Central Intelligence Agency (CIA) officer Anne Sacoolas has been sentenced for killing British teenager Harry Dunn. The American was given an eight-month suspended sentence. In August 2019 she hit Dunn, who was on a moped, outside the US spy base at Royal Air Force (RAF) Croughton in Northamptonshire. Sacoolas had been driving on the wrong side of the road.
For three years, Dunn’s family fought for justice. Sacoolas left the UK quickly after the death and, despite the judge’s request, did not attend the sentencing in person. The case has led to questions over the nature of the US-UK extradition treaty. According to some, the Sacoolas trial also has implications for the case of jailed Wikileaks editor Julian Assange.
It was reported that the CIA itself had advised Sacoolas not to attend the sentencing:
Anne Sacoolas, who plead guilty to Death by Careless Driving of Harry Dunn, is due to be sentenced shortly.
She is appearing remotely after her employer; The CIA, advised her not to attend in person.
The prosecution had little option but to accept her attendance virtually.
— Black Isle Media (@BlacklsleMedia) December 8, 2022
Tory MP David Davis tweeted that Sacoolas should have been made to attend, and that there were serious issues with the current extradition arrangements:
It is a travesty of justice that Anne Sacoolas is not in the UK to be sentenced.
This is a direct outcome of a flawed extradition treaty that does not work for British citizens – it should be renegotiated immediately.https://t.co/tPueAkxrCE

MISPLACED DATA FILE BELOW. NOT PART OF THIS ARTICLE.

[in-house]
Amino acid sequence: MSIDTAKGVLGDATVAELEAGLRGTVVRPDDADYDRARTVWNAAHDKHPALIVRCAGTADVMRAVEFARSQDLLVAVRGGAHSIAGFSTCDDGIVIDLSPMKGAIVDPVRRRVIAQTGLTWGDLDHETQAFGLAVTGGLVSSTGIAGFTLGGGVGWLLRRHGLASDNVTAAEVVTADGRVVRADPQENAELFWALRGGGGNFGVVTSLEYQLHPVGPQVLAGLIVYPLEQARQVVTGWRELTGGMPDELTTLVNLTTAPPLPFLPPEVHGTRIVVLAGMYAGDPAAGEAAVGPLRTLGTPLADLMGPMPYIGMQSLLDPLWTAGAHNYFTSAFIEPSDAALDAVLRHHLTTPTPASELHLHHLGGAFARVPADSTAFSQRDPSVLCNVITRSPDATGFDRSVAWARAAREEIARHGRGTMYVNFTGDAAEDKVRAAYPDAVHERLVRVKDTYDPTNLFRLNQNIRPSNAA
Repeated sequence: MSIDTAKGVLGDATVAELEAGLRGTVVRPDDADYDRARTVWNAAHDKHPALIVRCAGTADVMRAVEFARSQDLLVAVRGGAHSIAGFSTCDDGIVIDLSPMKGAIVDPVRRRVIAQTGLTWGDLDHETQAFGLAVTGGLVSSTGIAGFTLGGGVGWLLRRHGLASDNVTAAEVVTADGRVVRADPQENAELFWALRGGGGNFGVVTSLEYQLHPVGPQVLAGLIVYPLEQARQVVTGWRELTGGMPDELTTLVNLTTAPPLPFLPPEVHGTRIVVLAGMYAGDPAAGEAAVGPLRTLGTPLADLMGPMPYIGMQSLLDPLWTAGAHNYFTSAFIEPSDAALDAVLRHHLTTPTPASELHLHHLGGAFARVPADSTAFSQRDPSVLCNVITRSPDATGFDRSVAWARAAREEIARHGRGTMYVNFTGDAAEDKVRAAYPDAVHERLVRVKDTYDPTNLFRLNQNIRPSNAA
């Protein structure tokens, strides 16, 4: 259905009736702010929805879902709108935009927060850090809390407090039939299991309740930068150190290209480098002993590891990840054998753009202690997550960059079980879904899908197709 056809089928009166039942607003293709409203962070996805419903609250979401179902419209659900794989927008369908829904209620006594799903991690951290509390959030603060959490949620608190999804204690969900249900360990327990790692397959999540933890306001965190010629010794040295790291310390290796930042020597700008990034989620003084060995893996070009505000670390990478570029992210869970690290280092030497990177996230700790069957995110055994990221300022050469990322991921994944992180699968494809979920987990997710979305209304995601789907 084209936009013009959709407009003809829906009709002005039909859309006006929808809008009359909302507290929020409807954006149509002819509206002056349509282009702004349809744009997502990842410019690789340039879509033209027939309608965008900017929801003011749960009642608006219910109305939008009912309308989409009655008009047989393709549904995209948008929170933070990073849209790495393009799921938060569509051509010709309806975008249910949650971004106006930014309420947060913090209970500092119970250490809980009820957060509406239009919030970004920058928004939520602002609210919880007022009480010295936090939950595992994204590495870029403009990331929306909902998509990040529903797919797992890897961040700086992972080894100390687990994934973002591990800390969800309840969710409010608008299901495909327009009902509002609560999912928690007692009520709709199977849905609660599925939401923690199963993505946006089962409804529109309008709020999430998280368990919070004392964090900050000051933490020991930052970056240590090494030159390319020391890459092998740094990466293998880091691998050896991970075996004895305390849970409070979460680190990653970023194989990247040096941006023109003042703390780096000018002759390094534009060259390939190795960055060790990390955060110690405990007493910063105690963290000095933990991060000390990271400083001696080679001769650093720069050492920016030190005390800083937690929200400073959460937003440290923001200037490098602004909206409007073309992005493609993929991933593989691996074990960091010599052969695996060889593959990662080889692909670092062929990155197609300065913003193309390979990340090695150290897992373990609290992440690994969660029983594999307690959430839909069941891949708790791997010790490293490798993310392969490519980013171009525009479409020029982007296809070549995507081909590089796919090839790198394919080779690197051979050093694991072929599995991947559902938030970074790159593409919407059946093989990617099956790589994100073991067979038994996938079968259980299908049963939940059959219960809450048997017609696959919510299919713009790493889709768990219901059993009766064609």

— David Davis (@DavidDavisMP) December 8, 2022
Meanwhile, Declassified UK’s Phil Miller made an important comparison with Julian Assange, who has been in a British jail without charge for three years after exposing war crimes:
US spy Anne Sacoolas won't spend a day in jail for killing British teen Harry Dunn.
But Assange has spent 3 years in Belmarsh and risks dying in jail, for exposing US war crimes
— Phil Miller (@pmillerinfo) December 8, 2022
Stella Assange, campaigner and wife of Julian Assange, lamented the injustice of the outcome:
— Stella Assange #FreeAssangeNOW (@Stella_Assange) December 8, 2022
Anthropologist Philip Proudfoot said this was the time to rip up the existing UK-US extradition treaty:
Julian Assange should be free, never mind extradited to the USA.
However, in response to CIA Agent Anne Sacoolas "sentencing," Britain should immediately rip up its extradition agreement.
— Philip Proudfoot (@PhilipProudfoot) December 8, 2022
And barrister Adam Wagner blamed the US for not honouring its end of the supposedly mutual treaty:
— Adam Wagner (@AdamWagner1) December 8, 2022
There is clearly an imbalance in the extradition treaty with the US. The ‘special relationship’ between the UK and US is often used to justify all manner of nefarious activities – but these days it looks very threadbare indeed. This is something the Dunn family, who campaigned so hard on behalf of their late son, have demonstrated with the result of Anne Sacoolas’s trial. As the Guardian reported, the judge in the case acknowledged that the Dunn family’s campaign for justice was one of the reasons Sacoolas acknowledged her guilt. Harry’s mother Charlotte Charles said it was time “for us to grieve now and time for us to start celebrating Harry.”
Whether this case will influence that of Julian Assange for the better remains to be seen. However, it is clear that the relationship between the British and American governments is sorely in need of change.
Featured image via Wikimedia Commons/David Luther Thomas.
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